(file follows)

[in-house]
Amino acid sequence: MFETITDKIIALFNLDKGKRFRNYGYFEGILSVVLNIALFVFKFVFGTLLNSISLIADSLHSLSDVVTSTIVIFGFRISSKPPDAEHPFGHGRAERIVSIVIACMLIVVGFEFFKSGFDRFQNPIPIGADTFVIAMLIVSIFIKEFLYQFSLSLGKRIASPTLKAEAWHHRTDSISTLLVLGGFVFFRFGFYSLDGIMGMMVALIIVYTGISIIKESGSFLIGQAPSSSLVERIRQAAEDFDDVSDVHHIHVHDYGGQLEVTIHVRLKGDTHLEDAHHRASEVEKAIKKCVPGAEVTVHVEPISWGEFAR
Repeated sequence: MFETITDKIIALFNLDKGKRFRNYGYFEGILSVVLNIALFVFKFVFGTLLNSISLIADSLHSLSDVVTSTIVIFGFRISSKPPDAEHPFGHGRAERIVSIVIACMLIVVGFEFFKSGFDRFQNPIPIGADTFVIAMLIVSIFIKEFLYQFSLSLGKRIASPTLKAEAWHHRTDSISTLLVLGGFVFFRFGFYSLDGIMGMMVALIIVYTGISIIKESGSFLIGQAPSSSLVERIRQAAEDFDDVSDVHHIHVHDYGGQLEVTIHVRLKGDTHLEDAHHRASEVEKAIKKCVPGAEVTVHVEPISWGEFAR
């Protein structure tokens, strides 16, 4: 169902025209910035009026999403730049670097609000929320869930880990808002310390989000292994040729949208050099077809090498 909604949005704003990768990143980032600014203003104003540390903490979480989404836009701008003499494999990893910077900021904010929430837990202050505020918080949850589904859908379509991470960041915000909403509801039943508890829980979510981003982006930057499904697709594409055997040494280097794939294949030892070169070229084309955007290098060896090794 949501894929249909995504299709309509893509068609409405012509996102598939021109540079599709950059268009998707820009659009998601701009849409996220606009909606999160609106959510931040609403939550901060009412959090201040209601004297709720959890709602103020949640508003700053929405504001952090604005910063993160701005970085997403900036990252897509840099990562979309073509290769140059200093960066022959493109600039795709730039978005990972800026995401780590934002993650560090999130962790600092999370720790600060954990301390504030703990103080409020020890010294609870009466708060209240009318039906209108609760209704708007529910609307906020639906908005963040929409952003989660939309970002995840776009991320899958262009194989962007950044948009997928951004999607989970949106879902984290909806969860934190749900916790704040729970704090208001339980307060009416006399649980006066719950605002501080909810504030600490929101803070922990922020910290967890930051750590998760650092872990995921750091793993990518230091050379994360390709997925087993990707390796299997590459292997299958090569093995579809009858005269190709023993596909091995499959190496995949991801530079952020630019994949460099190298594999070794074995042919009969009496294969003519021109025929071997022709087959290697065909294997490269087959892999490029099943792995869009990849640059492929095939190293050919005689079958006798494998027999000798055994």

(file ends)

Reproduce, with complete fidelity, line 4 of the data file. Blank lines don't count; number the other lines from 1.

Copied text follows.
């Protein structure tokens, strides 16, 4: 169902025209910035009026999403730049670097609000929320869930880990808002310390989000292994040729949208050099077809090498 909604949005704003990768990143980032600014203003104003540390903490979480989404836009701008003499494999990893910077900021904010929430837990202050505020918080949850589904859908379509991470960041915000909403509801039943508890829980979510981003982006930057499904697709594409055997040494280097794939294949030892070169070229084309955007290098060896090794 949501894929249909995504299709309509893509068609409405012509996102598939021109540079599709950059268009998707820009659009998601701009849409996220606009909606999160609106959510931040609403939550901060009412959090201040209601004297709720959890709602103020949640508003700053929405504001952090604005910063993160701005970085997403900036990252897509840099990562979309073509290769140059200093960066022959493109600039795709730039978005990972800026995401780590934002993650560090999130962790600092999370720790600060954990301390504030703990103080409020020890010294609870009466708060209240009318039906209108609760209704708007529910609307906020639906908005963040929409952003989660939309970002995840776009991320899958262009194989962007950044948009997928951004999607989970949106879902984290909806969860934190749900916790704040729970704090208001339980307060009416006399649980006066719950605002501080909810504030600490929101803070922990922020910290967890930051750590998760650092872990995921750091793993990518230091050379994360390709997925087993990707390796299997590459292997299958090569093995579809009858005269190709023993596909091995499959190496995949991801530079952020630019994949460099190298594999070794074995042919009969009496294969003519021109025929071997022709087959290697065909294997490269087959892999490029099943792995869009990849640059492929095939190293050919005689079958006798494998027999000798055994």